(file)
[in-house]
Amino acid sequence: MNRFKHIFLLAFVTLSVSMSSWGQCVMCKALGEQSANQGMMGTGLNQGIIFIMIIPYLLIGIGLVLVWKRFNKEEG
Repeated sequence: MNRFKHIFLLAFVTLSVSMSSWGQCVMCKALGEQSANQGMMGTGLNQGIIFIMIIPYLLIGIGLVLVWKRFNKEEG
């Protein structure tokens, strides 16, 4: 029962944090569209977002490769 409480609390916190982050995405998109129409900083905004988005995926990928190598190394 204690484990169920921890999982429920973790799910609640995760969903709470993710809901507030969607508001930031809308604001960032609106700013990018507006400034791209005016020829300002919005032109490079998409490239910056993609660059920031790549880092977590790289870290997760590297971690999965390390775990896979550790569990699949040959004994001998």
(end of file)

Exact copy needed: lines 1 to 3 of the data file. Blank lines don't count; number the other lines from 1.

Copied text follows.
[in-house]
Amino acid sequence: MNRFKHIFLLAFVTLSVSMSSWGQCVMCKALGEQSANQGMMGTGLNQGIIFIMIIPYLLIGIGLVLVWKRFNKEEG
Repeated sequence: MNRFKHIFLLAFVTLSVSMSSWGQCVMCKALGEQSANQGMMGTGLNQGIIFIMIIPYLLIGIGLVLVWKRFNKEEG